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Thursday, 26 November 2015

Thursday, November 26, 2015 Posted by Hari No comments Labels:
Posted by Hari on Thursday, November 26, 2015 with No comments | Labels:

Autumn Statement: Osborne accused of resorting to stealth taxes on big businesses, wealthy property owners and council taxpayers
The decision to raise £11.6bn from an apprenticeship levy on businesses came under immediate fire from some tax professionals, who suggested it was at odds with the government’s “triple lock” ban on increasing any of the three main taxes. The levy requires employers to pay an additional 0.5 per cent on their employment costs to fund apprenticeships, which makes it very similar to a rise in employers’ national insurance contributions. Other big increases related to council tax, fuel duty, stamp duty, capital gains tax, corporation tax and pensions tax relief. Council taxpayers will pay an extra £6.2bn by 2021 after the chancellor announced that some local authorities would be allowed to raise council tax faster than previously assumed to meet some of the costs of social care and policing. One of the biggest increases was £3.8bn of higher stamp duty on buy-to-let property and second homes. Another £1.2bn will be raised from property owners by bringing forward payments of capital gains tax on residential property to within 30 days of completion. FINANCIAL TIMES

Autumn Statement: Grants for student nurses scrapped, replaced with loans
The change has been announced as part of the government's Spending Review as it wants to "modernise" the way healthcare students are funded. The cap on the number of student nurses is being abolished too, so more people will be able to train each year. The Royal College of Nursing (RCN) is concerned, saying "student nurses shouldn't have to pay for it". The government argues that by abolishing the existing cap it will mean that far more people will be able to start training. At the moment universities only have a certain number of places to offer. The government says that over half of all applicants are turned away. It says the removal of the cap means up to 10,000 new training places will be created over the course of the parliament. But the Royal College of Nursing says the ring-fence to nursing student funding has now been removed, adding: "a precious link between the NHS and its nurses is potentially at risk, making it harder to plan for the future workforce." BBC NEWS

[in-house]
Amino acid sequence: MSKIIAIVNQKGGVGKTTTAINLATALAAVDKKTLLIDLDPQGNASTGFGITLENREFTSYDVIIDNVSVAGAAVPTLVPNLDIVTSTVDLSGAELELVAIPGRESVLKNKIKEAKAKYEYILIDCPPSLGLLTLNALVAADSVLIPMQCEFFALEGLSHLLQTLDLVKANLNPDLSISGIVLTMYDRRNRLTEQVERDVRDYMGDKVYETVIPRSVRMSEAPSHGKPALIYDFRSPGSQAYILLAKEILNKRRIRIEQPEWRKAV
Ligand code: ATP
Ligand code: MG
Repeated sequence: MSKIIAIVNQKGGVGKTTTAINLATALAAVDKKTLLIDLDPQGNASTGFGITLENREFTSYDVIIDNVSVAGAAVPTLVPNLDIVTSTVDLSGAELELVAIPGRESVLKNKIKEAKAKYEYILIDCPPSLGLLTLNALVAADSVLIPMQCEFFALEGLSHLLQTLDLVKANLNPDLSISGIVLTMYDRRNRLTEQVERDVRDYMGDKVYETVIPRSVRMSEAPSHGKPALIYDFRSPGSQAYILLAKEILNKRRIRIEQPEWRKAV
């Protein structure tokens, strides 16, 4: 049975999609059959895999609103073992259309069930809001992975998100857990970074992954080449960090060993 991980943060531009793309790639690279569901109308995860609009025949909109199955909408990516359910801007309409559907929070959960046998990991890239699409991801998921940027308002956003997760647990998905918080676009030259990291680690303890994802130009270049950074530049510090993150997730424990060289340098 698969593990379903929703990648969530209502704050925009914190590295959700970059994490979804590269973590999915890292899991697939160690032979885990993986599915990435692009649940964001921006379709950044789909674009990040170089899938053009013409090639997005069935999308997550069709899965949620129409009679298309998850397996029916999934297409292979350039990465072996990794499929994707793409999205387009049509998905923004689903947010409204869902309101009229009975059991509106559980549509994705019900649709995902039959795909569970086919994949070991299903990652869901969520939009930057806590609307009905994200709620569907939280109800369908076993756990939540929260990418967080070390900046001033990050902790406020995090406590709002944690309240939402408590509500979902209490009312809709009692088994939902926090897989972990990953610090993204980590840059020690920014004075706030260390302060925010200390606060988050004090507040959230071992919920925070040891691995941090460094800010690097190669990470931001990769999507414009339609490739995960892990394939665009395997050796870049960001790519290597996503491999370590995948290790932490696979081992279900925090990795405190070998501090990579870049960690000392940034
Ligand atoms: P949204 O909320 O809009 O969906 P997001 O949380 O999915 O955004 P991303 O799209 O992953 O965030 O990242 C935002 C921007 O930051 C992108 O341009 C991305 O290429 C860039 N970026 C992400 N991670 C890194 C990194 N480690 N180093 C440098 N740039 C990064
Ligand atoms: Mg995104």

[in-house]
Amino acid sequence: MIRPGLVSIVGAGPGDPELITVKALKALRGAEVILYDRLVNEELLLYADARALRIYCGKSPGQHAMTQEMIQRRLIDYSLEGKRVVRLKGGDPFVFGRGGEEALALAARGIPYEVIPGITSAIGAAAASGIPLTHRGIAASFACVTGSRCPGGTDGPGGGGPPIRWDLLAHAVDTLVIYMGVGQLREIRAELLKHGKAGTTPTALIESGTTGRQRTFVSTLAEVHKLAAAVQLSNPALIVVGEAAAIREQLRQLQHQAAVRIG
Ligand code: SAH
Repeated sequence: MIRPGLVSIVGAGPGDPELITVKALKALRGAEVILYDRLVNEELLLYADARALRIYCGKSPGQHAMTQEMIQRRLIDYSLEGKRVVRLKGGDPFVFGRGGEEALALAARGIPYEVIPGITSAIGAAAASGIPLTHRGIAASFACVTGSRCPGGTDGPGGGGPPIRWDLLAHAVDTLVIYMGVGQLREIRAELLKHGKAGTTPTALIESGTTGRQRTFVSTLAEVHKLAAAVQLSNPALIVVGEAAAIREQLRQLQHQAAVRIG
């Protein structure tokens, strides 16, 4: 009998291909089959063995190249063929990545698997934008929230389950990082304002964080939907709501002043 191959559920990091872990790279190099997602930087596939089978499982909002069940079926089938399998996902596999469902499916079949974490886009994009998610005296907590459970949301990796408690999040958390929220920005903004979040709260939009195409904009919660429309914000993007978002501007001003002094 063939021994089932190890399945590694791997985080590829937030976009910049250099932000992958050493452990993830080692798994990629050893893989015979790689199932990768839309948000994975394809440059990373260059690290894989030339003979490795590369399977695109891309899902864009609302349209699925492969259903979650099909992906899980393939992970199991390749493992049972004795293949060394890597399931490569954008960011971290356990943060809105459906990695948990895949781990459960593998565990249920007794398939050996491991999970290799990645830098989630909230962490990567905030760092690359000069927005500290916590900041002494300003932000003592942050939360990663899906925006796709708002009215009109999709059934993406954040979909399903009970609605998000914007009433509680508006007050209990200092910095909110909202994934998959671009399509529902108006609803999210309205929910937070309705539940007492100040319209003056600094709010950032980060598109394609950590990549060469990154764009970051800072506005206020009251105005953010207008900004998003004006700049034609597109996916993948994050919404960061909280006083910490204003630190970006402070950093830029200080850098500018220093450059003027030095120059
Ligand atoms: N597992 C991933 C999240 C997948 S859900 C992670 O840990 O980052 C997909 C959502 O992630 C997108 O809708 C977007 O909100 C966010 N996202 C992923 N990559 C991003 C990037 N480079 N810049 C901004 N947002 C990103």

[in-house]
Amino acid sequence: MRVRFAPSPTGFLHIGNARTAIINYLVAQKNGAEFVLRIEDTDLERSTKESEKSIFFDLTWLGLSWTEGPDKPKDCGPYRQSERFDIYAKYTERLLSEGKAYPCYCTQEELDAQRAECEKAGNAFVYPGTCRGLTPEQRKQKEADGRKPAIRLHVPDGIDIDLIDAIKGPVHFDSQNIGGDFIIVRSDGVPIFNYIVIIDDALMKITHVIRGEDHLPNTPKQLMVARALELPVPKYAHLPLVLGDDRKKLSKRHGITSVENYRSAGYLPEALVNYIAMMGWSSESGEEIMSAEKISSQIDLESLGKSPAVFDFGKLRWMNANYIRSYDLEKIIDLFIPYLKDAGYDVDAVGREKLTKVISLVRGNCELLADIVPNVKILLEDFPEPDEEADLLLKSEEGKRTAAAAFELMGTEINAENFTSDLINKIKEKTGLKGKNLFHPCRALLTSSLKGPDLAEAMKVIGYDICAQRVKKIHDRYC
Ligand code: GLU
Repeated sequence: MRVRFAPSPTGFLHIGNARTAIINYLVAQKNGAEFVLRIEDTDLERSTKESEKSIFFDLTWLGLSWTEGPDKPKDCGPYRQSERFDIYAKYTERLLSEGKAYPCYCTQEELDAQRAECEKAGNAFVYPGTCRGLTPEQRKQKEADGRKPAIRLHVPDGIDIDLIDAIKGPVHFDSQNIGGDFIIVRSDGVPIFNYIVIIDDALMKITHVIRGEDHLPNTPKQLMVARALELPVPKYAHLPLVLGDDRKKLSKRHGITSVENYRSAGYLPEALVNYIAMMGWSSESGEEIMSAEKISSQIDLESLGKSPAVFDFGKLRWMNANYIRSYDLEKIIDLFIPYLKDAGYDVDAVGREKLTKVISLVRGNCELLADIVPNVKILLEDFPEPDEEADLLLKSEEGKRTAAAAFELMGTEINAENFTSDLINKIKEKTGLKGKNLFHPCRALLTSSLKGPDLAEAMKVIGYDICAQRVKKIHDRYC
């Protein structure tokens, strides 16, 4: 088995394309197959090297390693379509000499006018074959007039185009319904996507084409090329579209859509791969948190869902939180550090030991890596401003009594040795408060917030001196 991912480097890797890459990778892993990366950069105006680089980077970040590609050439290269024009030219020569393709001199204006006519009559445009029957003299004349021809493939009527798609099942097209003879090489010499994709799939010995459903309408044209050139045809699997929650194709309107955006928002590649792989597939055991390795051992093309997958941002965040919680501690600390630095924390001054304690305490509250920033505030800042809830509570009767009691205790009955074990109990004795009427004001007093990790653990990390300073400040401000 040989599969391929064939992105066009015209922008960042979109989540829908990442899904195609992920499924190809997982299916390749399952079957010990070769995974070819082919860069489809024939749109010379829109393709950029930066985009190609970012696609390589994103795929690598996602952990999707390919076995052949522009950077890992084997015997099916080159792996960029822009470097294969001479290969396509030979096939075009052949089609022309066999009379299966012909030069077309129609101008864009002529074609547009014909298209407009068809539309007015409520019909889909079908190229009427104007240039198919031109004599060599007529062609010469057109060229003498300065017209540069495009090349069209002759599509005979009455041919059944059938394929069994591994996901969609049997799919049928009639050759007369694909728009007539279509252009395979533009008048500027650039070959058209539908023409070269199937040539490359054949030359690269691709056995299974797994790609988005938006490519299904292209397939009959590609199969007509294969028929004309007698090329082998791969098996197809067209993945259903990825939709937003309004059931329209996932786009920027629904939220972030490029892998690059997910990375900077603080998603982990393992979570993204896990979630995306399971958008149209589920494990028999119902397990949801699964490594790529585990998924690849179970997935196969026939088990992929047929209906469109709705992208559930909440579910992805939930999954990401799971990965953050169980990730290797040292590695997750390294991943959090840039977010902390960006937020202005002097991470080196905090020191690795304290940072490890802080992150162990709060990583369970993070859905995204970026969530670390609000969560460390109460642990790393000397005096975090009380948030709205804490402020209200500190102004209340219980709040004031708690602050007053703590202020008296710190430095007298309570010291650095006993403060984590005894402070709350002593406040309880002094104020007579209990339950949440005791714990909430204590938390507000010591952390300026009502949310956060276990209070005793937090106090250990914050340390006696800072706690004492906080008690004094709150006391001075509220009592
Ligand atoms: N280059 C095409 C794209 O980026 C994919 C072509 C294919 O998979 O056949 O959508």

Young 'to be poorer than parents at every stage of life'
The study, by the Institute for Fiscal Studies (IFS), said that households actually grew richer during the financial crisis. But the reason for that growth between 2006-12 was the increase in pension values over the period. And the slow rate of growth in overall wealth suggested that young people would lag behind earlier generations. Households aged between 45-54 saw the biggest increases in their pension wealth which rose on average by £38,000 over the period. The IFS said: "Even with these increases in average wealth, working-age households are at risk of being less wealthy at each age than those born a decade earlier." Among households aged 25-34, one third expected the state pension to be their largest source of income after retirement. Despite new legislation that automatically enrols workers into workplace pension schemes, nearly half (44%) did not expect to receive any income from a private pension. Rowena Crawford, a Senior Research Economist at the IFS, said: "It is striking how many individuals do not expect private pensions to have a role in financing their retirement, let alone be their main source of income... It will be interesting to see how these attitudes change as auto enrolment into workplace pensions is rolled out." BBC NEWS

RBS scraps bonuses for retail staff in bid to stem mis-selling
Royal Bank of Scotland is scrapping bonuses for 20,000 staff in an attempt to avoid future mis-selling scandals. Instead, those who work in NatWest and RBS branches as well as those who work in customer service in call centres are being given pay rises intended to compensate them for the loss of bonus potential. Union officials urged other financial institutions to follow the move by the 74% taxpayer-owned bank, which like rivals has been embroiled in the payment protection insurance mis-selling scandal. Rob MacGregor, Unite’s national officer for finance, said: “Unite has long campaigned to end the hard sell in retail banking and here we see RBS moving away from sales target-based bonuses, resulting in a pay rise for the majority of retail staff. It is time for other banks to follow suit and end the hard sell.” The sales and bonus culture in banks was highlighted by a £28m fine on Lloyds Banking Group in 2013, after one employee was found to have been so desperate to ensure he did not get demoted or miss out on his bonus that he sold himself one of the financial services products. GUARDIAN